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|Case Number:||Civil Appeal 14 of 2020|
|Parties:||Stanley Koech & Transmara Sugar Co. Ltd v Charles Gibson Ombasa|
|Date Delivered:||28 Apr 2022|
|Court:||High Court at Migori|
|Judge(s):||Roseline Pauline Vunoro Wendoh|
|Citation:||Stanley Koech & another v Charles Gibson Ombasa  eKLR|
|Advocates:||Ms. Okota for the Respondent|
|Advocates:||Ms. Okota for the Respondent|
|History Advocates:||One party or some parties represented|
|Case Outcome:||Appeal dismissed|
|Disclaimer:||The information contained in the above segment is not part of the judicial opinion delivered by the Court. The metadata has been prepared by Kenya Law as a guide in understanding the subject of the judicial opinion. Kenya Law makes no warranties as to the comprehensiveness or accuracy of the information|
REPUBLIC OF KENYA
IN THE HIGH COURT OF KENYA
CIVIL APPEAL NO. 14 OF 2020
STANLEY KOECH..........................................................................................1ST APPELLANT
TRANSMARA SUGAR CO. LTD.................................................................2ND APPELLANT
CHARLES GIBSON OMBASA.........................................................................RESPONDENT
(An Appeal from the Order of Hon. M. Obiero Principal Magistrate (PM)
0oissued on 28/4/2020 in Migori CMCC No. 187 of 2016)
This appeal was triggered by the order of Hon. M. Obiero Principal Magistrate (PM) issued on 28/4/2020 in CMCC No. 187 of 2016.
The appellants filed an application dated 29/10/2019. They sought for orders that the trial court strike out/dismiss the suit filed before the Migori Chief Magistrate’s Court being Civil Suit No. 187 of 2016 for being a duplicate of Kilgoris Principal Magistrate’s Court being Civil Suit No. 239 of 2015. The appellants also asked for costs of both the suit and the application.
The appellants in their application relied on three grounds in support of their application the main one being that the suit filed in the trial court (Migori CMCC No. 187 of 2016) was sub-judice as it involves the same parties and is the same cause of action as the suit filed in Kilgoris Civil Suit No. 239 of 2015.
Both parties defended their respective positions in the trial court. The Magistrate dismissed the appellants’ application for lack of merit.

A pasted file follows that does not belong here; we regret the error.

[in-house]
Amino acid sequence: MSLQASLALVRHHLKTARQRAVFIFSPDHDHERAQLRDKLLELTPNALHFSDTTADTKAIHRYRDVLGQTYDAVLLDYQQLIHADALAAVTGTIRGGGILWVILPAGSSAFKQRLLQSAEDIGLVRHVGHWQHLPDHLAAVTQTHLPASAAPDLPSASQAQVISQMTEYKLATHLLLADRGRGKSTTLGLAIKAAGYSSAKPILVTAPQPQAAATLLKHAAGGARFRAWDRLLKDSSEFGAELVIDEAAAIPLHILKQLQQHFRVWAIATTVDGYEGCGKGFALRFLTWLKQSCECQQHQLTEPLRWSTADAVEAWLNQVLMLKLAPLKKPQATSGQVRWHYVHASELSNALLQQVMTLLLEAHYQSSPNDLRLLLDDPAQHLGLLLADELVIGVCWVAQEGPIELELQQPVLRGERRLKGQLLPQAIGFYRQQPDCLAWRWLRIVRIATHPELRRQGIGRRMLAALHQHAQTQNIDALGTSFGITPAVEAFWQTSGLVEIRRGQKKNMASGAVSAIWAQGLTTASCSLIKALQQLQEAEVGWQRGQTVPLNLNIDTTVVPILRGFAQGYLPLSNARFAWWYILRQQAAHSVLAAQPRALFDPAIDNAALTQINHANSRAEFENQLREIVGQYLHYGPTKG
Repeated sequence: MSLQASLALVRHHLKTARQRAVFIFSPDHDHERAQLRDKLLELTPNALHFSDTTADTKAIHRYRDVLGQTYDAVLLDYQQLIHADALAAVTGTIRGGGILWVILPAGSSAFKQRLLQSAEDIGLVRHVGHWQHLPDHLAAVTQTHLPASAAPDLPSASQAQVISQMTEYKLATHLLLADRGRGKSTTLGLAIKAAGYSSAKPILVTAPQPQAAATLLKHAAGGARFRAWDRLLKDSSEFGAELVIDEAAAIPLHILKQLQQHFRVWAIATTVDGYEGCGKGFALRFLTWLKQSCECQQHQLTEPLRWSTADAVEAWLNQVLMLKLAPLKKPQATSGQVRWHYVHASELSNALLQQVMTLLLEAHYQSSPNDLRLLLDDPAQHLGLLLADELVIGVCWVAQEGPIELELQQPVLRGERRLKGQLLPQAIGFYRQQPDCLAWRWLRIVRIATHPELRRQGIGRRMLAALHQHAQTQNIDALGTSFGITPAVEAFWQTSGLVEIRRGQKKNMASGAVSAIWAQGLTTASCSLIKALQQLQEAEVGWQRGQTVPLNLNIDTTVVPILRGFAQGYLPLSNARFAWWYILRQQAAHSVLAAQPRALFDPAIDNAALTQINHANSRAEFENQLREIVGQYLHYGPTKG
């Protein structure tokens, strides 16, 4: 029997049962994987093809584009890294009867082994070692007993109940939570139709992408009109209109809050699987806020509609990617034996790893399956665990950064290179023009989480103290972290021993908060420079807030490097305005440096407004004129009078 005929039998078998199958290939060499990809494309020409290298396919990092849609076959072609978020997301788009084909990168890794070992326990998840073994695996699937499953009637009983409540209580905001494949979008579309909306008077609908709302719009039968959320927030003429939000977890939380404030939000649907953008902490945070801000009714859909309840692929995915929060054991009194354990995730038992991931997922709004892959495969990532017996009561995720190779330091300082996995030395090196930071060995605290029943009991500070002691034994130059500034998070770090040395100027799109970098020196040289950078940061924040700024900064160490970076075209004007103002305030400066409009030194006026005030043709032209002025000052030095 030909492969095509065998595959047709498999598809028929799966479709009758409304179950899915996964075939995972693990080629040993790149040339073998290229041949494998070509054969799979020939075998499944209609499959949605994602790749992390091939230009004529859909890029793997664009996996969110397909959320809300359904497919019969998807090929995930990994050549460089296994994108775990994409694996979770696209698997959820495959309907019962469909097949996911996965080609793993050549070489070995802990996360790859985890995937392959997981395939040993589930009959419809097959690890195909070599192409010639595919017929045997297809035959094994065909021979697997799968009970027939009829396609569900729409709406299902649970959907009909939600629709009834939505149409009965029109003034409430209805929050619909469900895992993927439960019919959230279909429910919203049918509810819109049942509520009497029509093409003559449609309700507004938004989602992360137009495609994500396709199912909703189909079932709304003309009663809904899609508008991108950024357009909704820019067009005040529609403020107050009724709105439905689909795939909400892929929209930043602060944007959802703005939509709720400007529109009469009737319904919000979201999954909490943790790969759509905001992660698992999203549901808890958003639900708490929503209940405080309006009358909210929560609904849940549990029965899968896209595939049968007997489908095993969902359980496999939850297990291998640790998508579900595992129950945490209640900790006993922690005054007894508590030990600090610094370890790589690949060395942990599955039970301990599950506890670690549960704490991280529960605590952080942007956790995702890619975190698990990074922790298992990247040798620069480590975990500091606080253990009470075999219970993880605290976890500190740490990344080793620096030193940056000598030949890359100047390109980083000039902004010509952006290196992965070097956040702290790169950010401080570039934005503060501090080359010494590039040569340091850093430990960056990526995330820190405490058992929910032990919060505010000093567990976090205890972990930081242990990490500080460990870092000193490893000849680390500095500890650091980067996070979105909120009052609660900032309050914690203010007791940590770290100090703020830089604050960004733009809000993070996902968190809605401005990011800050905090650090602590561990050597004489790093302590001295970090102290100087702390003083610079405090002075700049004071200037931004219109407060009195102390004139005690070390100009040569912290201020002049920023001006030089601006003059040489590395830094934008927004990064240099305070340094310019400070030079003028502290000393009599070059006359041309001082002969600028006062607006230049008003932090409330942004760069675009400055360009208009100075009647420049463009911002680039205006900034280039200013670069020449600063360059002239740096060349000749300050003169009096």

Being dissatisfied by the order, the appellants filed a memorandum of appeal dated 4/5/2020 and preferred seven (7) grounds of appeal which can be summarized in the following four (4) grounds: -
i. That the learned trial magistrate erred and misdirected himself in law and in fact in misapplying the law as regards the striking out of suits on account of duplicity;
ii. That the trial court erred in law and in fact in venturing into the arena of litigants by considering issues that were not captured in the affidavits in support of the application and in opposition thereto;
iii. That the learned Magistrate erred in law and in fact in issuing a ruling that was self - contradictory in finding on one part that the subject suit were founded on one cause of action and by the same parties and (sic) proceeded to dismiss the application dated 29/10/2019;
iv. That the trial court erred in law and in fact in placing a higher standard of proof on the appellants and seemingly exempted the respondent from the same.
The appellants prayed: -
i. That the order of the court of 28/4/2020 be quashed, reviewed and/or set aside in entirety.
ii. That the court does allow the applicants’ application dated 29/10/2019 and proceed to dismiss the respondent’s suit with costs to the appellant.
iii. That the costs of this appeal be borne by the respondent.
Directions on the appeal were taken and both parties were directed to file their submissions. Both parties complied.
The respondent submitted that the main issue in contention is that the respondent’s suit is an abuse of the court process as it is contrary to Section 6 of the Civil Procedure Act. It was further submitted that the trial court reached a proper conclusion after being satisfied that the appellants did not discharge the burden of proving the allegations raised in their application. The respondent relied on the case of Chege Gitahi v Maboko Distributors Ltd & Another Civil Appeal No. 65 of 2005 (2005) 1 EA 65.